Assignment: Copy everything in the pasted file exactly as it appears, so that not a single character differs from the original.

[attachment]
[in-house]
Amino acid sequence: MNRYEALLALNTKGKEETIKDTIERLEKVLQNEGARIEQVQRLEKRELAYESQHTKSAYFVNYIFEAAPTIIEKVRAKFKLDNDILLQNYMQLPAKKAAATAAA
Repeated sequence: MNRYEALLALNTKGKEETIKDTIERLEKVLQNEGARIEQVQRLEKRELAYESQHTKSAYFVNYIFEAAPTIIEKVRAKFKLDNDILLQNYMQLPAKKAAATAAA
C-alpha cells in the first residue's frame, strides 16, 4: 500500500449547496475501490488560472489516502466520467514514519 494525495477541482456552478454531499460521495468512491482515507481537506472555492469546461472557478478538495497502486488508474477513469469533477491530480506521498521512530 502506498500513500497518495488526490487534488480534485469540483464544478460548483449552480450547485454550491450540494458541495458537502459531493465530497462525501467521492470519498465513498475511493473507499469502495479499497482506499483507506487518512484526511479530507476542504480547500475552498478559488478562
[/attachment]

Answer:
[in-house]
Amino acid sequence: MNRYEALLALNTKGKEETIKDTIERLEKVLQNEGARIEQVQRLEKRELAYESQHTKSAYFVNYIFEAAPTIIEKVRAKFKLDNDILLQNYMQLPAKKAAATAAA
Repeated sequence: MNRYEALLALNTKGKEETIKDTIERLEKVLQNEGARIEQVQRLEKRELAYESQHTKSAYFVNYIFEAAPTIIEKVRAKFKLDNDILLQNYMQLPAKKAAATAAA
C-alpha cells in the first residue's frame, strides 16, 4: 500500500449547496475501490488560472489516502466520467514514519 494525495477541482456552478454531499460521495468512491482515507481537506472555492469546461472557478478538495497502486488508474477513469469533477491530480506521498521512530 502506498500513500497518495488526490487534488480534485469540483464544478460548483449552480450547485454550491450540494458541495458537502459531493465530497462525501467521492470519498465513498475511493473507499469502495479499497482506499483507506487518512484526511479530507476542504480547500475552498478559488478562